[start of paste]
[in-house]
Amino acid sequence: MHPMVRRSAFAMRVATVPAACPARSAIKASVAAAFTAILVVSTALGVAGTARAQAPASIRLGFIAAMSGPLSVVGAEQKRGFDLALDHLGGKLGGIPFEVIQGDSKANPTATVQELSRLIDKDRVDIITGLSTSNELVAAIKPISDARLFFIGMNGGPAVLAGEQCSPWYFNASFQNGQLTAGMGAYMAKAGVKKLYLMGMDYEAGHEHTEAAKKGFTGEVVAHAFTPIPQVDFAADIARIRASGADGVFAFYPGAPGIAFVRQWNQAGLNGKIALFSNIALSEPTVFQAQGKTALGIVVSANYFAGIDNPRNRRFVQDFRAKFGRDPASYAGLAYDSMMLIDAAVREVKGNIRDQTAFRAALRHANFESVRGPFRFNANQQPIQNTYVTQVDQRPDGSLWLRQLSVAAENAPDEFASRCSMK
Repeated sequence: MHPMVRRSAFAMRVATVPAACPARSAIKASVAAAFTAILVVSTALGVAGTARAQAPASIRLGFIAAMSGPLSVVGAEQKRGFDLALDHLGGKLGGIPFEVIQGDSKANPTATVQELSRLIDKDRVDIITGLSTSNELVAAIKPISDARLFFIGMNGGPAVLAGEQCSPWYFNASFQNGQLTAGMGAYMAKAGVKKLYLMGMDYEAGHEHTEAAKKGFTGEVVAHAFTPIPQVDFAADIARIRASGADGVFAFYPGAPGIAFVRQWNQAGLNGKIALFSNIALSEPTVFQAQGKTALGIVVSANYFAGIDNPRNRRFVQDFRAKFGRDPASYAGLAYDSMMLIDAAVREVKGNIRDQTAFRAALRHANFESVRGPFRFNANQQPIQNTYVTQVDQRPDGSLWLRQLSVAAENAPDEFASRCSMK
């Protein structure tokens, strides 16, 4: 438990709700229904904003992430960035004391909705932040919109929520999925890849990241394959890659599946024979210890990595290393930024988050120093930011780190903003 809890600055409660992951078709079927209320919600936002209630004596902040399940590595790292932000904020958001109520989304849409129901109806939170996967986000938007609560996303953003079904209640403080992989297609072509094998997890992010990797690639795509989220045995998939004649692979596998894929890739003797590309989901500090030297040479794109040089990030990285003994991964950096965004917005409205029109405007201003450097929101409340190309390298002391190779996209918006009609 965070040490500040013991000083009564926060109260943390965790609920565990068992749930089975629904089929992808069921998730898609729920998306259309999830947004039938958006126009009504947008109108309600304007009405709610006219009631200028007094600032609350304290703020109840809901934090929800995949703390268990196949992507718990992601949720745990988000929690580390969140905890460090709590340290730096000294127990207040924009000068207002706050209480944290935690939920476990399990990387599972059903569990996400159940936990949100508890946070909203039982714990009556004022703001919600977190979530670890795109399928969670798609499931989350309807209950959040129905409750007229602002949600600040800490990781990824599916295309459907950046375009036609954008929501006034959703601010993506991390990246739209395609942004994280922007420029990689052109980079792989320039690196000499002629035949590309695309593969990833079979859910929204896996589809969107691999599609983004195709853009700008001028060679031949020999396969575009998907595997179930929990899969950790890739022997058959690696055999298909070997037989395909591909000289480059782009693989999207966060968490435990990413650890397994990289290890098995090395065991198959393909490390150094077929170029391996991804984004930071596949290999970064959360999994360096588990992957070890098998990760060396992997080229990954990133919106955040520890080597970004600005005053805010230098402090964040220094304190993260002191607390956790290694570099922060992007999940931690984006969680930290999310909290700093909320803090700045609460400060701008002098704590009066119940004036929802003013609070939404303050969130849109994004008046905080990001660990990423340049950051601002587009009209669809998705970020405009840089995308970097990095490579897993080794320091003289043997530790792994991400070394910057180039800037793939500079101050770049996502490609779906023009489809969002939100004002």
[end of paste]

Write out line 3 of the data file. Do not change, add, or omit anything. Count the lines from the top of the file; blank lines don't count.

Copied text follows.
Repeated sequence: MHPMVRRSAFAMRVATVPAACPARSAIKASVAAAFTAILVVSTALGVAGTARAQAPASIRLGFIAAMSGPLSVVGAEQKRGFDLALDHLGGKLGGIPFEVIQGDSKANPTATVQELSRLIDKDRVDIITGLSTSNELVAAIKPISDARLFFIGMNGGPAVLAGEQCSPWYFNASFQNGQLTAGMGAYMAKAGVKKLYLMGMDYEAGHEHTEAAKKGFTGEVVAHAFTPIPQVDFAADIARIRASGADGVFAFYPGAPGIAFVRQWNQAGLNGKIALFSNIALSEPTVFQAQGKTALGIVVSANYFAGIDNPRNRRFVQDFRAKFGRDPASYAGLAYDSMMLIDAAVREVKGNIRDQTAFRAALRHANFESVRGPFRFNANQQPIQNTYVTQVDQRPDGSLWLRQLSVAAENAPDEFASRCSMK